When I walked out of the train station at 9:20 am in Xian there was a tall handsome man holding a sign with my name on it. Wow, what a great feeling that was to see. His name was Raphael and he would be my tour guide for the day and he said he was there to take me see the 8th wonder of the world, the Terra Cotta warrior site about an hour outside the city. As we got closer he pointed out a small hill where the first emperor of Qin dynasty was buried. He said they think the entire area could be surrounded by clay soldiers build to protect him in his afterlife. Little did Emperor Qin Shi Huangdi know “Walter” and 5000 other people were coming today. We entered Site 1 which is this gigantic building that houses over 7000 clay warriors. It is hard to explain how big it is. I think it overwhelms you and you don’t know how to react. You don’t even know where to begin to take a picture so you just take them from everywhere. I felt like I was disappointed in some way but I could not pinpoint why. At first I was thinking I was so excited about seeing them that when I saw them there was a little bit of a letdown. You are not right next to them but above them looking down. You are fairly close but I wanted to be closer. That might be the tactile clay artist in me; either that or the head cold was keeping me in a fog. I don’t want to sound disappointed because it was incredible to see. Afterwards Raphael knowing I was a ceramic artist asked if I wanted to visit a clay factory that was making life-size statures today. We went there and it was if I enjoyed that more than seeing the actual 2200 year old statues. Go figure? That was really special and they even invited me to some fresh local tea and before I left gave me a 12 inch tall clay warrior as a gift. I had just bought one at the historical site for $20.00 from an illegal scalper. Now I have two? Anybody needs small clay general for $20.00 bucks?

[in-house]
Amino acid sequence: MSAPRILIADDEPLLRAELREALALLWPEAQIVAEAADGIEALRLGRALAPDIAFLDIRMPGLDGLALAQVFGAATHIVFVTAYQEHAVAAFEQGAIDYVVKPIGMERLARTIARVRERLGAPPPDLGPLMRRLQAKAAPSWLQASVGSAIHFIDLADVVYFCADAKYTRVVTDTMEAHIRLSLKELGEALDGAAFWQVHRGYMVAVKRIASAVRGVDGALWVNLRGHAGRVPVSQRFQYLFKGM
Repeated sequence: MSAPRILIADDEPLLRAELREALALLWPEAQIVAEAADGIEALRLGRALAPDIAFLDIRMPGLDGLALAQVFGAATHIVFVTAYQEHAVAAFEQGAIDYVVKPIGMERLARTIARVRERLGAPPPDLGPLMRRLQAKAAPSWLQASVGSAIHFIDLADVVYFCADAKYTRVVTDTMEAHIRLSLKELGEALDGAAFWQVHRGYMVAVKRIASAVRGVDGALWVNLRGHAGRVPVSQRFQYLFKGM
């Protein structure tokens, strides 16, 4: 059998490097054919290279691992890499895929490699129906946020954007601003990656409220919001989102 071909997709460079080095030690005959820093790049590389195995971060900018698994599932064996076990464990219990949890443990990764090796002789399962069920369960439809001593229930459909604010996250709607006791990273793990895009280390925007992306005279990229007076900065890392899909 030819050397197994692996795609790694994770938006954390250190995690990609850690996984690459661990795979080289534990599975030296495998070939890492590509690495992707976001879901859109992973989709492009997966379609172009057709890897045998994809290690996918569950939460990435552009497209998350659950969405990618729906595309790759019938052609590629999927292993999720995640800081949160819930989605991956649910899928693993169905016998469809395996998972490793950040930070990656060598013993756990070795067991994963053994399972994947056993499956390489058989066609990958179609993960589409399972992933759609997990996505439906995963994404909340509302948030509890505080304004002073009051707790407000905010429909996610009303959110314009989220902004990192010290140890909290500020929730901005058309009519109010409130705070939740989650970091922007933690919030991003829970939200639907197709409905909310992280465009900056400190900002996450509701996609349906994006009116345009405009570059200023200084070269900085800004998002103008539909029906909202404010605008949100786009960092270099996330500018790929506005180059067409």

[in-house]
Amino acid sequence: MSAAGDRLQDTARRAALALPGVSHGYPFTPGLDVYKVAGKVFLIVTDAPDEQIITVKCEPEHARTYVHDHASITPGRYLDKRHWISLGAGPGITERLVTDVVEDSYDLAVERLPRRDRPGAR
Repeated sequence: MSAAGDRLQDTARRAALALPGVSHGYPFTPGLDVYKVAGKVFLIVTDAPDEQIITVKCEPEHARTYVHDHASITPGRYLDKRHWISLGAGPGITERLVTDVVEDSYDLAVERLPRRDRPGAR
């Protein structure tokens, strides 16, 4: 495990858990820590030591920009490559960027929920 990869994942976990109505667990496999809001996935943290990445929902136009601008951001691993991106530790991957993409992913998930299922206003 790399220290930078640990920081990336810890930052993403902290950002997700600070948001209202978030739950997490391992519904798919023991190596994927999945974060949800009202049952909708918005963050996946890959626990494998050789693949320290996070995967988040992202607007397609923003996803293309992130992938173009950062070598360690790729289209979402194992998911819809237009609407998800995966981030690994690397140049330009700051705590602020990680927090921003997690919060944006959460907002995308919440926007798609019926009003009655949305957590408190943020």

After this we went back to Xian, a town of 11 million people, and I walked the fortress wall for an hour. The tall fortress wall makes a complete square 10 kilometers long. You can ride a bike all the way around it or take a rickshaw. If Linda was here I thought we could take the rickshaw so I decided to just walk some of it. I wish I would have had the time to walk the entire way around. That is the hiker, adventurer, and goal oriented person I am, wanting to say, “I did it.” Next we drove a short distance to a large mosque. Our driver just drove right up on the sidewalk like it was his parking place. They park anywhere and everywhere in China. If this was Bluefield College I could give out 3000 illegal parking tickets today.